In a previous fit of madness I ranted about how isolated and spread out the gaming communities can be, and how sometimes it can be hard to find other people to socialise and game with in our modern day society. Of course, everyone’s views and experiences are unique and different. While a lot of us might play the same games, travel in the same circles, and even troll the same forums – it can be surprising how differently we see the world. It occurred to me that perhaps the gaming world is not as bleak and desolate as it seems in my mind. That perhaps, just perhaps, it is in fact a happy HAPPY place, filled with gooey caramel marshmallows and fluffy double rainbows. But then again… who am I kidding? While the gaming world might not be all doom and gloom, one thing we cannot deny is that there ARE problems out there. One such problem is the “grouping” part of gaming – and it is a problem that has generated (and will continue to generate) many blog posts, drunken discussions, and heated debates.
A lot of gamers other than myself have expressed their concerns and troubles regarding grouping, especially in the genre of MMOs and other online games. So what can we do? What can be done to make grouping more accessible, more reliable, and most of all more fun? Fixes and ideas have been suggested by people all over, and many have been experimented with (the ideas I mean, not the people). Indeed, a few have even been implemented into many of our games. Some interesting mechanics of note that have appeared in recent times are things like Guild Wars‘ Skill-based gameplay and their one-server-many-districts system; Warhammer Online‘s Public Quests and their Open Groups; the level matching and mentoring system found in games like Champions Online; and last but not least, World of Warcraft‘s cross-server random group matching system (which I personally dislike). However, while game mechanics do play a large part in influencing grouping in games, what also needs to change in my opinion, are the players themselves.
I personally enjoy grouping with likeminded folks, and I have fond memories of hanging out with random players and exploring online worlds, telling jokes, chatting and laughing, and running around poking wild animals. Sadly, for me such experiences are becoming a rare thing of the past. The games nowadays places too much emphasises on ingame loot and progression as rewards, and little to no emphasises on the social experience. And the problem is, we as gamers, are allowing this – and in fact we are asking for, and even encouraging it by the way we play, and by the way we interact with the players around us. Players everywhere are rushing through zones and instances, power grinding for their rep, their XP, their gold, or their top tier loot or tokens. The word “Endgame” has become a sacred mantra, whispered by all. A collective whisper that have accumulated, and cascaded into a deafening roar that spreads out like bands of bloodthirsty battalions, marching in unison, trampling and consuming all in its path. Stopping to chat and socialise has become a thing of the distant past. The few brave souls who would stop to utter words of greetings, are often met with angry stares and ridicule, until finally they too turn away in shame, and continues on their march. It is a sad state of affairs when you are likely to be insulted and laughed at, or worse, dropped (without a word) from a group for “slowing down a run”, simply by stopping to say hello and introducing yourself.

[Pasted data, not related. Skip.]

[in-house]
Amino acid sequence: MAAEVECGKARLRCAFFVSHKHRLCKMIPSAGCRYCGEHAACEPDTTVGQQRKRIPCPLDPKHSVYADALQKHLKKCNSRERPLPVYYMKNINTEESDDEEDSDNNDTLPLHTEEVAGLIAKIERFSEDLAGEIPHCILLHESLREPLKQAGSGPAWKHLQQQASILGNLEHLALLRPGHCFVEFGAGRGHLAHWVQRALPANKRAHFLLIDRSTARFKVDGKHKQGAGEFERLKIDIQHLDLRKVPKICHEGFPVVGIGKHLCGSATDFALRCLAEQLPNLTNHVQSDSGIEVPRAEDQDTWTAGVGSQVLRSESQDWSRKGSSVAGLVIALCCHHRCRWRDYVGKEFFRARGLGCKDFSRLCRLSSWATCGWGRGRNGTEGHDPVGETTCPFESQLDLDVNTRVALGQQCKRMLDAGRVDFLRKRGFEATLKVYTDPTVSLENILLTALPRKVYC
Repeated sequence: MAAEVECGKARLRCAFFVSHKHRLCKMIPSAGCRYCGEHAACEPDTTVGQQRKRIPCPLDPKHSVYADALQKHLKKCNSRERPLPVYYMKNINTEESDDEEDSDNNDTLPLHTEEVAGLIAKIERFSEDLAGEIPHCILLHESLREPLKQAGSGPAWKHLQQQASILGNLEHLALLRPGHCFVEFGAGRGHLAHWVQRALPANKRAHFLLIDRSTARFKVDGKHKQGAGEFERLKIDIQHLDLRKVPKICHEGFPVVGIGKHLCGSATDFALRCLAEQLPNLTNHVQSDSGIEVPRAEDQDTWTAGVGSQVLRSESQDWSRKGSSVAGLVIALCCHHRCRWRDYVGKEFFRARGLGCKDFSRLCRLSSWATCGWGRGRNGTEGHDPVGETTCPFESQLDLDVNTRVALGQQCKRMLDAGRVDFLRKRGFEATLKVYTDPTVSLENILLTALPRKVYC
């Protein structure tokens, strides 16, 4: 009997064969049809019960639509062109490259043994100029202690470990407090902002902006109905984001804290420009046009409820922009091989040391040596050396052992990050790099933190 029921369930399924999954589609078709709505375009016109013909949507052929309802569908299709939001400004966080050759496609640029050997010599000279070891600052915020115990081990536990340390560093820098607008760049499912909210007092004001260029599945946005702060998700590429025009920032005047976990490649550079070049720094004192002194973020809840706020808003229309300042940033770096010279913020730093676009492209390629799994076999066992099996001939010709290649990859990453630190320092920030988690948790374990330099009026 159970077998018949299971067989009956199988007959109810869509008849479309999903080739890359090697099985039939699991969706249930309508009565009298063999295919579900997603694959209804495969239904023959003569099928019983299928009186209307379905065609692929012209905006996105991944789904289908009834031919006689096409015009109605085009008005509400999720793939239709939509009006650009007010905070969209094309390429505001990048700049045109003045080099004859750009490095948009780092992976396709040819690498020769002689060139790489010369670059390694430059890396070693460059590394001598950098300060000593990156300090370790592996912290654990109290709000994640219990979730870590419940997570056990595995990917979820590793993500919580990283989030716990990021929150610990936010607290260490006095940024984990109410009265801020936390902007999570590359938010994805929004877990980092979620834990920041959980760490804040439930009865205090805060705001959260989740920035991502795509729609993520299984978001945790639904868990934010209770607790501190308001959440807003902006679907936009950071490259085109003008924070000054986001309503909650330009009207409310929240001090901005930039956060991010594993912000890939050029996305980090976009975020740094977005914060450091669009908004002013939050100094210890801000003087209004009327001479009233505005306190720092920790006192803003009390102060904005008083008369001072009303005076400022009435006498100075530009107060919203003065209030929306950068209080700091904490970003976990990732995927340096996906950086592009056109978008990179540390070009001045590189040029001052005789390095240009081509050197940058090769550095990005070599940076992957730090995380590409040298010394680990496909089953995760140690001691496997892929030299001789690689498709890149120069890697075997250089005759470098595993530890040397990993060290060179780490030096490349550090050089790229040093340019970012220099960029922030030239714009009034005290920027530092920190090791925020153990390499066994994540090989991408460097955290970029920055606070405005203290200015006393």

Of course, I must stress that as I have stated earlier, it is NOT all doom and gloom in the gaming world. There ARE still pockets of decent friendly players out there. They are fighting the good fight, keeping the enclosing darkness at bay with their warm embraces, and their oh-so-radiant smiles. Now my question is, will YOU fight the good fight? Next time you are online, why not stop to help a random stranger, or chat with a random passerby? Remember, even a small greeting can make a major difference – it’s out of context perhaps, but I would like to leave you with these immortal words: “Stop. You had me at Hello.”